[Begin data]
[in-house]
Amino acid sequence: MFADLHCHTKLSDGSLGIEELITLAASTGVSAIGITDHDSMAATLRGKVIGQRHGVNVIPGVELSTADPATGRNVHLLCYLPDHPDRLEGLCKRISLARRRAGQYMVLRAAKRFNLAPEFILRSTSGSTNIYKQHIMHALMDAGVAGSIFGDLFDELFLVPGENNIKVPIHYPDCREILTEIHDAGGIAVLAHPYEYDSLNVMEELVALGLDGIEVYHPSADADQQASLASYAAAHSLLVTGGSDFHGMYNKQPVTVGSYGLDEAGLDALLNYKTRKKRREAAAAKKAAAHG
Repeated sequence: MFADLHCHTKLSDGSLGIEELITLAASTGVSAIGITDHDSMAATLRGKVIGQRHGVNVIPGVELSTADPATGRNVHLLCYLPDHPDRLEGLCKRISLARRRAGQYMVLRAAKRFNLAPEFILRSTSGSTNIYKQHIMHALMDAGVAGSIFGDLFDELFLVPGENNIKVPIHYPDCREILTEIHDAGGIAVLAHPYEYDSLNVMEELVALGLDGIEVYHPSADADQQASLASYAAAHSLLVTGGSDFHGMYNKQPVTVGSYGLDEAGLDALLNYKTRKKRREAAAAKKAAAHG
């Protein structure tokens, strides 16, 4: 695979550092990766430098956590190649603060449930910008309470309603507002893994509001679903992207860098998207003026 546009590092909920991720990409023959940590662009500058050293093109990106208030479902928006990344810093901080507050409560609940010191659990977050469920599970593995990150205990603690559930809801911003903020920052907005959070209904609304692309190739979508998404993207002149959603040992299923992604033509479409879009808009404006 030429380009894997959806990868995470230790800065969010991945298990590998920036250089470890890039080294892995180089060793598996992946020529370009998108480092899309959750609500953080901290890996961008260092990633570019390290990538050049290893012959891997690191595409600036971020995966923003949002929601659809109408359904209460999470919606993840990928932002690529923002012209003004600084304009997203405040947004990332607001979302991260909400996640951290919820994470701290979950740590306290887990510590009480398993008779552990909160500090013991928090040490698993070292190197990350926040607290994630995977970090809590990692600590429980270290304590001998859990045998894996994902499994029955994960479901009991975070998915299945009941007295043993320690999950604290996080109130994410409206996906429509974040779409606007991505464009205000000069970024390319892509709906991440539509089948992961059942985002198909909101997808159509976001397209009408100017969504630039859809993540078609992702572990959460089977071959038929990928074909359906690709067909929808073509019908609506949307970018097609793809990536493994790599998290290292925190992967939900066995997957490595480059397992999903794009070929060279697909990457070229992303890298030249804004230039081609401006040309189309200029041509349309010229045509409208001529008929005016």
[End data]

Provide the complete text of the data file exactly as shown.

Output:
[in-house]
Amino acid sequence: MFADLHCHTKLSDGSLGIEELITLAASTGVSAIGITDHDSMAATLRGKVIGQRHGVNVIPGVELSTADPATGRNVHLLCYLPDHPDRLEGLCKRISLARRRAGQYMVLRAAKRFNLAPEFILRSTSGSTNIYKQHIMHALMDAGVAGSIFGDLFDELFLVPGENNIKVPIHYPDCREILTEIHDAGGIAVLAHPYEYDSLNVMEELVALGLDGIEVYHPSADADQQASLASYAAAHSLLVTGGSDFHGMYNKQPVTVGSYGLDEAGLDALLNYKTRKKRREAAAAKKAAAHG
Repeated sequence: MFADLHCHTKLSDGSLGIEELITLAASTGVSAIGITDHDSMAATLRGKVIGQRHGVNVIPGVELSTADPATGRNVHLLCYLPDHPDRLEGLCKRISLARRRAGQYMVLRAAKRFNLAPEFILRSTSGSTNIYKQHIMHALMDAGVAGSIFGDLFDELFLVPGENNIKVPIHYPDCREILTEIHDAGGIAVLAHPYEYDSLNVMEELVALGLDGIEVYHPSADADQQASLASYAAAHSLLVTGGSDFHGMYNKQPVTVGSYGLDEAGLDALLNYKTRKKRREAAAAKKAAAHG
């Protein structure tokens, strides 16, 4: 695979550092990766430098956590190649603060449930910008309470309603507002893994509001679903992207860098998207003026 546009590092909920991720990409023959940590662009500058050293093109990106208030479902928006990344810093901080507050409560609940010191659990977050469920599970593995990150205990603690559930809801911003903020920052907005959070209904609304692309190739979508998404993207002149959603040992299923992604033509479409879009808009404006 030429380009894997959806990868995470230790800065969010991945298990590998920036250089470890890039080294892995180089060793598996992946020529370009998108480092899309959750609500953080901290890996961008260092990633570019390290990538050049290893012959891997690191595409600036971020995966923003949002929601659809109408359904209460999470919606993840990928932002690529923002012209003004600084304009997203405040947004990332607001979302991260909400996640951290919820994470701290979950740590306290887990510590009480398993008779552990909160500090013991928090040490698993070292190197990350926040607290994630995977970090809590990692600590429980270290304590001998859990045998894996994902499994029955994960479901009991975070998915299945009941007295043993320690999950604290996080109130994410409206996906429509974040779409606007991505464009205000000069970024390319892509709906991440539509089948992961059942985002198909909101997808159509976001397209009408100017969504630039859809993540078609992702572990959460089977071959038929990928074909359906690709067909929808073509019908609506949307970018097609793809990536493994790599998290290292925190992967939900066995997957490595480059397992999903794009070929060279697909990457070229992303890298030249804004230039081609401006040309189309200029041509349309010229045509409208001529008929005016």